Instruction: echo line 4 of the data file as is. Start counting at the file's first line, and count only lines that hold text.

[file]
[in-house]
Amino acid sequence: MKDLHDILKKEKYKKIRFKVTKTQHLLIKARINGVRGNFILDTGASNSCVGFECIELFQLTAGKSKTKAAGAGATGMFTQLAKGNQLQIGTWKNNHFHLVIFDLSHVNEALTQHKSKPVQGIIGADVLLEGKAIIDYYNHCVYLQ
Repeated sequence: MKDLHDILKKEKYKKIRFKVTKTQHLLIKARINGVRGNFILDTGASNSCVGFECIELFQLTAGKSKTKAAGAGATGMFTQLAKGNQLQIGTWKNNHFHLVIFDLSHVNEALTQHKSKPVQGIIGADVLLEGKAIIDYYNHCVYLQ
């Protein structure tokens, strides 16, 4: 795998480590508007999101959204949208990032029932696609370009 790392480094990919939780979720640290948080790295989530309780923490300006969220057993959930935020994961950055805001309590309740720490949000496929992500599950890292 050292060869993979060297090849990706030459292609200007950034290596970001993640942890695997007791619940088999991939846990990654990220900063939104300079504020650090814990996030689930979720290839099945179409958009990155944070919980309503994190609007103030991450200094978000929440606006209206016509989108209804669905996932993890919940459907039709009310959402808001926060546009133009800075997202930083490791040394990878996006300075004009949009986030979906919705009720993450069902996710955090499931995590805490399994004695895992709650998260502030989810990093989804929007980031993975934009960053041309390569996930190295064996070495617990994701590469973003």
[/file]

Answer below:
């Protein structure tokens, strides 16, 4: 795998480590508007999101959204949208990032029932696609370009 790392480094990919939780979720640290948080790295989530309780923490300006969220057993959930935020994961950055805001309590309740720490949000496929992500599950890292 050292060869993979060297090849990706030459292609200007950034290596970001993640942890695997007791619940088999991939846990990654990220900063939104300079504020650090814990996030689930979720290839099945179409958009990155944070919980309503994190609007103030991450200094978000929440606006209206016509989108209804669905996932993890919940459907039709009310959402808001926060546009133009800075997202930083490791040394990878996006300075004009949009986030979906919705009720993450069902996710955090499931995590805490399994004695895992709650998260502030989810990093989804929007980031993975934009960053041309390569996930190295064996070495617990994701590469973003």